“Life onboard is going well and the boat is looking tidy and shipshape which makes all the difference,” said Christian Ripard (Valetta, Malta), explaining by satellite link what life is like for the crew on Jazz.  “Our food is good, considering it’s freeze-dried, but already, after six days, I look forward to eating some fresh salad or something with a bit more crunch to it.  WOW!  Just got a call on deck, we just missed a huge whale by 50 feet.  Last night was pretty crazy too….bombing down waves at 20 knots in thick fog with NO visibility is pushing one’s fate.  My wife Jackie is probably right in thinking that anyone in his right mind doing this is fit for the loony bin.  Sometimes I think she’s right…..but, actually experiencing this sort of stuff is somewhat overwhelming and beautiful.

“Hearing the snoring of the off-watch crew is also something which I come out here time after time to find comforting….knowing that you can go to sleep and truly trust that the guys on deck will keep you safe…. that’s something we sailor’s have…. a bond very difficult to find when one is on dry land…..  So back to my call of duty on deck, Mike Broughton wants to get back on his nav table to check our progress and work on our next move… bring it on!”

 

More Sailing News

Sailing through driving rain and 32 knots of wind, the trimaran sailboat Sodebo rounded the Cape of Good Hope on Tuesday at after more than 17 days at sea. Thomas Coville sailed the 8,405 miles at an average speed of 20.31 knots and has now broken through into the Indian Ocean.  Will he make a new around the world sailing record, only time will tell, but the going is surely tough.

“Closing in on the Cape of Good Hope making peak speeds of over 30 knots in confused seas, the trimaran surfed off a wave in a gust reaching nearly 50 knots. At the bottom of the wave, all three hulls came to a halt and the boat was lifted up at the back until she was up standing upright on her bows. “Next to that, the ‘bow-burying antics’ at the start of the trip were a joke,” said the skipper, who went on to explain how he found himself in the cockpit with the trimaran on the point of pitchpoling: “My quick reactions meant that I dumped the sheet rather than using it to hold onto. When you actually go into a wave it’s like a dream!” It’ll soon be four days that I’ve been in winds of over 30 knots with speeds which don’t allow you to put a foot wrong. In conditions like that it’s a different ball game sailing single-handed on a big boat like Sodebo. This morning there was too much wind to take in a third reef. As a front rolled through, the sea was white and dazzling. The rain and wind were bouncing off the water creating steam above the surface of the sea. When the boat surfs she generates such a disturbed flow that the leeward rudder ends up in the froth where I can no longer control it. I’m heading off into surfs, the likes of which I’ve never experienced before”,  explained Thomas Coville.

Reminder of the around the world sailing record attempt passage times from Brest – Cape of Good Hope
IDEC in December 2007: 15 days, 7 hours, 13 minutes, 7,400 miles at 20.12 kts
SODEB’O on 05/12/08: 16 days, 13 hours, 31 minutes, 8,147 miles at 20.50 kts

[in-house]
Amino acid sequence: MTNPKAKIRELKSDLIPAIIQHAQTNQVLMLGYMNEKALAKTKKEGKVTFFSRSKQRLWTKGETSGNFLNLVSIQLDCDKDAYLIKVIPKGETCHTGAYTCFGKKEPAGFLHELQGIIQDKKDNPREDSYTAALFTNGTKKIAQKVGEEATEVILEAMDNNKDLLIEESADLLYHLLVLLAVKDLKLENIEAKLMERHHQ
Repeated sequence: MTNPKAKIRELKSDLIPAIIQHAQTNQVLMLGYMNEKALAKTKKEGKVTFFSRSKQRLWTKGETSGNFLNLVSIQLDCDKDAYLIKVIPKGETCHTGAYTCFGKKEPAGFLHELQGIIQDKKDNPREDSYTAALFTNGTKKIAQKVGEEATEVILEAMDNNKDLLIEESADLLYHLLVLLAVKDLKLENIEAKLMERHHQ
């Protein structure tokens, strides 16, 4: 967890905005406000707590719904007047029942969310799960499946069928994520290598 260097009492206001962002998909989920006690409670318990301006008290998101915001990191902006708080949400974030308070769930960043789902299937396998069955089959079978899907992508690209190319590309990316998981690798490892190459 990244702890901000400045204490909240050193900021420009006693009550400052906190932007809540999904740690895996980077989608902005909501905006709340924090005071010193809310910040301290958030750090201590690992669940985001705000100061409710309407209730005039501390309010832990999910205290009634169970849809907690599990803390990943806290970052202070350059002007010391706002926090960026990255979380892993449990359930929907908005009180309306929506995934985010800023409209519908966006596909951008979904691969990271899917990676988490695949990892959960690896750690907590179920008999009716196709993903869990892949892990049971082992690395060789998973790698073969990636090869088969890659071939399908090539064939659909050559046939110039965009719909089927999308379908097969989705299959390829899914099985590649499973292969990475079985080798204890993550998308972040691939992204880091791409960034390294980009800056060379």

SODEB’O Deficit: 1 day, 6 hours, 18 minutes

 

Read more and see awesome video of Thomas Coville sailing his trimaran at the brink of disaster here: Sailing at its Most Extreme – Thomas Coville on Sodeb’O

 

Read More Sailing News

Barcelona by World Race wave Neutrogena

In the Barcelona World Race Virbac-Paprec 3 leads, while second and third placed Mapfre and Estrella Damm are now enduring their most challenging sea conditions during their final miles in the Indian Ocean, at the back of the fleet, almost 90 degrees of longitude behind, We Are Water’s Cali Sanmarti and Jaume Mumbru were facing up to a long spell with very light breezes and very slow speeds.

Contacted by their shore team this morning, the Olympic medals winning duo Iker Fernandez and Xabi Martinez, spoke of ‘waves like mountains’. Pepe Ribes from third placed Estrella Damm, a veteran of three Volvo Ocean Races told his team ashore:

“We have had spectacular weather. The wind has dropped a bit now but the waves are huge and every one we have watch. Inside the boat you can only be in the bunk, and when you are outside you have to take great care, and really take care of the boat because it makes huge jumps.”

Reported Ribes:  “It happened quickly. The boat is fine. We are exhausted. The waves were monsters. We cannot put up more sail yet”

Martinez and Fernandez said they sailed through the morning with no headsails to try and look after the boat and themselves, but the duo were still quickest through the morning whilst Estrella Damm.

The wind was expected to ease for the second and third placed duo, 444 miles behind and 570 miles respectively behind long time race leader Virbac-Paprec 3,  but in fact the sea state was out of proportion to the wind, both teams reporting back in 20-25 knots of wind, but Ribes’ report detailed gusts of up to 50 knots.

The contrast with the back of the Barcelona World Race fleet could not be more stark. Cali Sanmarti and Jaume Mumbru remain resolute and focused on their ten year old We Are Water, which stared its life as Bernard Stamm’s first IMOCA Open 60.

The Barcelona duo had around 10 knots of wind when they spoke with this morning’s Visio-Conference live with Barcelona. But the We Are Water duo, along with FMC and Central Lechera Asturiana have an expanding, east moving high pressure which will make life slow for them for the next 48 hours at least. We Are Water made less than 29 miles in the five hours to 1400hrs this afternoon. We Are Water’s Jaume Mumbrú noted that they will almost inevitably be slower having lost their second gennaker overboard since the start of the race during their first big storm a few days ago: